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Employment Effects of Minimum Wages in Inflexible Labor Markets

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  • Ozturk, Orgul

Abstract

This paper structurally models and estimates the employment effects of minimum wages in inflexible labor markets with fixed employment costs. When there are fixed costs associated with employment, minimum wage regulation not only results in a reduction in employment among low productivity workers but also shifts the distribution of hours for the available jobs in the market, resulting in scarcity of part-time jobs. Thus, for sufficiently high employment costs, a minimum wage makes it less likely for "marginal" workers to enter and stay in the labor market and has important employment effects. I estimate the model using survey data from Turkey. I find significant reduction in employment due to the loss of part time jobs caused by the national minimum wage policy in this highly inflexible labor market.

Suggested Citation

  • Ozturk, Orgul, 2006. "Employment Effects of Minimum Wages in Inflexible Labor Markets," MPRA Paper 8016, University Library of Munich, Germany, revised 2008.
  • Handle: RePEc:pra:mprapa:8016
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    File URL: https://mpra.ub.uni-muenchen.de/8016/1/MPRA_paper_8016.pdf
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    File URL: https://mpra.ub.uni-muenchen.de/16233/1/MPRA_paper_16233.pdf
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    References listed on IDEAS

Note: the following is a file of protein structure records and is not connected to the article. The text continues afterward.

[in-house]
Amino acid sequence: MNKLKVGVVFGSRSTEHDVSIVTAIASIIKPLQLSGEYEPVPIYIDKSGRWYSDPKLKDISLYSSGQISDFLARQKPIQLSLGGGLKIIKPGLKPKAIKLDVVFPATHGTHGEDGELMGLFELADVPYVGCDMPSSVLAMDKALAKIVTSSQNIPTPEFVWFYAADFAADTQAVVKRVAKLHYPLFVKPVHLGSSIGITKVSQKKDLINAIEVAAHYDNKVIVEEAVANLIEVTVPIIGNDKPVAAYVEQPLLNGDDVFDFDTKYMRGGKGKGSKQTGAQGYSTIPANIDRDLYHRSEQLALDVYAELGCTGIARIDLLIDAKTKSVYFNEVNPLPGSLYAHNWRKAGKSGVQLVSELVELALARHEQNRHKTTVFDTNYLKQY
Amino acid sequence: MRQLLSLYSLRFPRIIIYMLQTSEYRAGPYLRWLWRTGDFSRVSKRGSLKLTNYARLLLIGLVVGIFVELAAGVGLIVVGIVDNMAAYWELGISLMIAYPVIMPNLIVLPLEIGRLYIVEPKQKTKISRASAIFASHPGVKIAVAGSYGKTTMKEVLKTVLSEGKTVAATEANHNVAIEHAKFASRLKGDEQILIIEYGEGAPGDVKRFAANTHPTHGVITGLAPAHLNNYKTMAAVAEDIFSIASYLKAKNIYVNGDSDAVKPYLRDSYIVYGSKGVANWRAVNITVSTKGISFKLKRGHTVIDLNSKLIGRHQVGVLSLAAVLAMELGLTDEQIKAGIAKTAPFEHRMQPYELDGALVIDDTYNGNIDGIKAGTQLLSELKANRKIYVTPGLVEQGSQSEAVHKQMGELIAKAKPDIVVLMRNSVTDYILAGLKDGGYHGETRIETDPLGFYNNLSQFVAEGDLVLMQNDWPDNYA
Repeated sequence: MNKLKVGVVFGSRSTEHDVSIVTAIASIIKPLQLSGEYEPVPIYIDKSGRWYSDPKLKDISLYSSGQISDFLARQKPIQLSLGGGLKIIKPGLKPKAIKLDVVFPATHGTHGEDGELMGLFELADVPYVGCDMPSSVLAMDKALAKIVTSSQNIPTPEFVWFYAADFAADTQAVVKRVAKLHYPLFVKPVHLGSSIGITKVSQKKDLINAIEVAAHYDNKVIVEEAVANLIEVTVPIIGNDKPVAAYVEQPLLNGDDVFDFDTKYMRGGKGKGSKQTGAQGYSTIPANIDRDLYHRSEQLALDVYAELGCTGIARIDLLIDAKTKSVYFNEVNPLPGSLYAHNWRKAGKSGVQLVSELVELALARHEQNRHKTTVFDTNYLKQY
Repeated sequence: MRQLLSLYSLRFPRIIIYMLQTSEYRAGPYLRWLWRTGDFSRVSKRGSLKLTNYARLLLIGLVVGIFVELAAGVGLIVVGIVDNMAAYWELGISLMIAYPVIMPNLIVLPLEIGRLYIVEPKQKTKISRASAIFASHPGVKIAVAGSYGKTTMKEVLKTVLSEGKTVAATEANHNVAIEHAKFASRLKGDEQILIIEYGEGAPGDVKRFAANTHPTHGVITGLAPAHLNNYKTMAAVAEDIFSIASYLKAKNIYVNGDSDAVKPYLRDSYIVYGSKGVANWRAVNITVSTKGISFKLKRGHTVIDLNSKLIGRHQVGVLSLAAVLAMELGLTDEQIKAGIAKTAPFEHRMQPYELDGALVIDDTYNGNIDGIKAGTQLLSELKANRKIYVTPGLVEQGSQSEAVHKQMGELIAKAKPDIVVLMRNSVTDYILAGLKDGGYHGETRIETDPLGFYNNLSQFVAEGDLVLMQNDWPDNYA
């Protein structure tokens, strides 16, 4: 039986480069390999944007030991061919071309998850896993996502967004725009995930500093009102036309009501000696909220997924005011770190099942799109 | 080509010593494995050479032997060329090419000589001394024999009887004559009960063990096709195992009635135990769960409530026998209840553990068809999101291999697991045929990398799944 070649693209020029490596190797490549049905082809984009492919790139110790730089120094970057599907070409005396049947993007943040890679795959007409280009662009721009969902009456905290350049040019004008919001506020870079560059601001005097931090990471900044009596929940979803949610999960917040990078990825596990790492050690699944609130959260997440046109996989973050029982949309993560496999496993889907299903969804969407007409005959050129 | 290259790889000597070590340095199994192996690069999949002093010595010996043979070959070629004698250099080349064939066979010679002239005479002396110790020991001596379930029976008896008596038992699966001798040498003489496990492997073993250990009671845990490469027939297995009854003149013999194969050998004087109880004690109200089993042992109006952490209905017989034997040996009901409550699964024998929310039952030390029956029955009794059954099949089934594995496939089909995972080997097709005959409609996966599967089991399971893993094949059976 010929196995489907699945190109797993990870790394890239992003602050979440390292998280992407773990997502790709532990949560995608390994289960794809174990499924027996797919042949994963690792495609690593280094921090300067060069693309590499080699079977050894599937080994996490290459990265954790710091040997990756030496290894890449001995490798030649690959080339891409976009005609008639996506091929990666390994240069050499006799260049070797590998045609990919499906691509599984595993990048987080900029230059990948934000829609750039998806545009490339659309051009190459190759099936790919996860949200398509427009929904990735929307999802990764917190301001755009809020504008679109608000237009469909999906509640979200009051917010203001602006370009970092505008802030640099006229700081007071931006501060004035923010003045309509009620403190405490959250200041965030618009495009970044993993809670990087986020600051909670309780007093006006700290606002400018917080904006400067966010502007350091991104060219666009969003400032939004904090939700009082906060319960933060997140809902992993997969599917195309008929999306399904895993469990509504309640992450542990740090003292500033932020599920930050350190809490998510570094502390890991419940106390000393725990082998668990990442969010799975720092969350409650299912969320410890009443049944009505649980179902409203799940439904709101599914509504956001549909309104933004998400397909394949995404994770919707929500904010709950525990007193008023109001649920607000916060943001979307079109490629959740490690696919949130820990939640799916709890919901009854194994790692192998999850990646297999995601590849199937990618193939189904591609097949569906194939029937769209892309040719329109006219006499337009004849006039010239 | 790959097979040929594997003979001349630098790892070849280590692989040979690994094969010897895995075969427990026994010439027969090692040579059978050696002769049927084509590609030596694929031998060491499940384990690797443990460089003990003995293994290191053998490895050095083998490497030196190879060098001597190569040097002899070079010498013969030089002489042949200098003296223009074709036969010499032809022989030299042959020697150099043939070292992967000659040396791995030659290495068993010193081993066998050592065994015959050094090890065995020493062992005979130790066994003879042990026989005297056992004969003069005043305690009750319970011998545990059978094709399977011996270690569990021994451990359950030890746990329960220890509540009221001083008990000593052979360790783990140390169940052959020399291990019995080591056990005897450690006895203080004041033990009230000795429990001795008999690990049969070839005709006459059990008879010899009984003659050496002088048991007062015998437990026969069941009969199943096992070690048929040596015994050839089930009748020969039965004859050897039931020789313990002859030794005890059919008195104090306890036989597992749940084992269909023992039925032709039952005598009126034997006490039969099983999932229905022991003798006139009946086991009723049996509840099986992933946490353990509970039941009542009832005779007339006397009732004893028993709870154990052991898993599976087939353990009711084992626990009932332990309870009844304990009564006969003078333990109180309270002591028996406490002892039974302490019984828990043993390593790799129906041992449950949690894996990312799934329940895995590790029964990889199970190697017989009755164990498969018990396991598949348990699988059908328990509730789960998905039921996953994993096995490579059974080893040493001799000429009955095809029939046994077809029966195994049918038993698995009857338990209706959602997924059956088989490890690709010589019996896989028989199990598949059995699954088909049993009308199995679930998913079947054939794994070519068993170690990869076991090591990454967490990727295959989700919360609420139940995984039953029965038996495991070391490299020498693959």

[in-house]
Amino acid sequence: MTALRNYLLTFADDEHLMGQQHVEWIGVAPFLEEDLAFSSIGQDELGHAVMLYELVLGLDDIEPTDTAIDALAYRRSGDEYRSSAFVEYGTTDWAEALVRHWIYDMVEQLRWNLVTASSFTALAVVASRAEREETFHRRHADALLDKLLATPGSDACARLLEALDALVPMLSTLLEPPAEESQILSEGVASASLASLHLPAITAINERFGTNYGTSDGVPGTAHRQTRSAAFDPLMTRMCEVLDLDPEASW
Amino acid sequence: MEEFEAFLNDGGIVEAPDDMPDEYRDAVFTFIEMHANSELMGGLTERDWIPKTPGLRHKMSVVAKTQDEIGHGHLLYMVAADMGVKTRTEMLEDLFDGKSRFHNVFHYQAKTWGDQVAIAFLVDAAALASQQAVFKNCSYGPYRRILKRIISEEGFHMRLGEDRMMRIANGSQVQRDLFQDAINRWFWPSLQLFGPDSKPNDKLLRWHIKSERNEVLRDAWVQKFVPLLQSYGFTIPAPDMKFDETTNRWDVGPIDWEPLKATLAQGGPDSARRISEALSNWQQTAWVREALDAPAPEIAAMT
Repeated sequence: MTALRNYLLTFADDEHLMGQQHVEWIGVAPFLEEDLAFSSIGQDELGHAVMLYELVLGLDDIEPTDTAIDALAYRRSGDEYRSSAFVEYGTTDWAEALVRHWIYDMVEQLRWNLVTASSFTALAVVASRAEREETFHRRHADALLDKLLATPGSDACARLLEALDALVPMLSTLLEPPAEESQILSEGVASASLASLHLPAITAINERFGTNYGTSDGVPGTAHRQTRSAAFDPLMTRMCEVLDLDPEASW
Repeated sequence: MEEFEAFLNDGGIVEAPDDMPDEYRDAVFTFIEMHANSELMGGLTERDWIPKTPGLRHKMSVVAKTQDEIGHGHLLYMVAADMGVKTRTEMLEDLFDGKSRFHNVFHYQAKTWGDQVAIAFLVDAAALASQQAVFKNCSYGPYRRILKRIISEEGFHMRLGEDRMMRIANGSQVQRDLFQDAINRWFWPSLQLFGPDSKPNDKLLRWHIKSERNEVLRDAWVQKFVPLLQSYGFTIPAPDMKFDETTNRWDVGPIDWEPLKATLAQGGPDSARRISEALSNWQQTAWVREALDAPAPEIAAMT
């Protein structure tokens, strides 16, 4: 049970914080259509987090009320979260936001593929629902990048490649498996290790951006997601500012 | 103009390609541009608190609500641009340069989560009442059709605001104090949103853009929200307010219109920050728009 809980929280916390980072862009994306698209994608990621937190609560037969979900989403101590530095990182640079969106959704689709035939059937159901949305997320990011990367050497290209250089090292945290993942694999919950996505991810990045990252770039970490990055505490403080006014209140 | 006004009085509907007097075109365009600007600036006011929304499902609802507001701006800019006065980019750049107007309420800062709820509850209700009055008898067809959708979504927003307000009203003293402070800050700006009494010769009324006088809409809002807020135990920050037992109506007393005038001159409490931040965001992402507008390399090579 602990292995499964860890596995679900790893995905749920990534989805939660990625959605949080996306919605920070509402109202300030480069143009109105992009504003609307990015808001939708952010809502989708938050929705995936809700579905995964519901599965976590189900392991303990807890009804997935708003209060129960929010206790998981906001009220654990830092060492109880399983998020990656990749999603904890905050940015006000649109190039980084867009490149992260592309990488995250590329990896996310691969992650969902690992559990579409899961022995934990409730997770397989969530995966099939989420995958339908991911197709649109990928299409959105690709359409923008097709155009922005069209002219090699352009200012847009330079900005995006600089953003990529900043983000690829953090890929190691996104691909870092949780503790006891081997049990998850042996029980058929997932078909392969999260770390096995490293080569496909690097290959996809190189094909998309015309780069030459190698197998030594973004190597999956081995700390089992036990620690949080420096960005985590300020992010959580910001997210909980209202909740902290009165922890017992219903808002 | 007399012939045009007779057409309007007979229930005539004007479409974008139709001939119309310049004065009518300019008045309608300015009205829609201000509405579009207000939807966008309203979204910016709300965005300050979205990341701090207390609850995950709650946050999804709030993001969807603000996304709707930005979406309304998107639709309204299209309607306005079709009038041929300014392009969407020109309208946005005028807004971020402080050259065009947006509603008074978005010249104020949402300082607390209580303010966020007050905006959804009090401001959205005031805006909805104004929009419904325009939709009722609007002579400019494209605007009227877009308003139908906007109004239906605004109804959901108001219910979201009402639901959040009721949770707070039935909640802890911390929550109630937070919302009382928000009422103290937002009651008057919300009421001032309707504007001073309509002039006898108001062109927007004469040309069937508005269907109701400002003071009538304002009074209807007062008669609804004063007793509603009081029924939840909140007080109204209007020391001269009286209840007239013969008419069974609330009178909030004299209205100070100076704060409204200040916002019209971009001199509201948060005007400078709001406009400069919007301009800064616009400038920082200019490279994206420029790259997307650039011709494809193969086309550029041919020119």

as
    1. Mincer, Jacob, 1985. "Intercountry Comparisons of Labor Force Trends and of Related Developments: An Overview," Journal of Labor Economics, University of Chicago Press, vol. 3(1), pages 1-32, January.
    2. Dickens, Richard & Machin, Stephen & Manning, Alan, 1999. "The Effects of Minimum Wages on Employment: Theory and Evidence from Britain," Journal of Labor Economics, University of Chicago Press, vol. 17(1), pages 1-22, January.
    3. Krueger, Alan B & Summers, Lawrence H, 1988. "Efficiency Wages and the Inter-industry Wage Structure," Econometrica, Econometric Society, vol. 56(2), pages 259-293, March.
    4. Moffitt, Robert, 1982. "The Tobit Model, Hours of Work and Institutional Constraints," The Review of Economics and Statistics, MIT Press, vol. 64(3), pages 510-515, August.
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    Citations

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    Cited by:

    1. Üngör, Murat, 2014. "Some thought experiments on the changes in labor supply in Turkey," Economic Modelling, Elsevier, vol. 39(C), pages 265-272.
    2. Guney, Ibrahim Ethem & Hacihasanoglu, Yavuz Selim & Tumen, Semih, 2017. "Consumer Loan Response to Permanent Labor Income Shocks: Evidence from a Major Minimum Wage Increase," IZA Discussion Papers 10751, Institute for the Study of Labor (IZA).
    3. Kerry Papps, 2010. "The Effects of Social Security Taxes and Minimum Wages on Employment: Evidence from Turkey," Koç University-TUSIAD Economic Research Forum Working Papers 1017, Koc University-TUSIAD Economic Research Forum.
    4. repec:taf:oxdevs:v:45:y:2017:i:3:p:366-391 is not listed on IDEAS

    More about this item

    JEL classification:

    • E2 - Macroeconomics and Monetary Economics - - Consumption, Saving, Production, Employment, and Investment
    • J3 - Labor and Demographic Economics - - Wages, Compensation, and Labor Costs
    • J2 - Labor and Demographic Economics - - Demand and Supply of Labor

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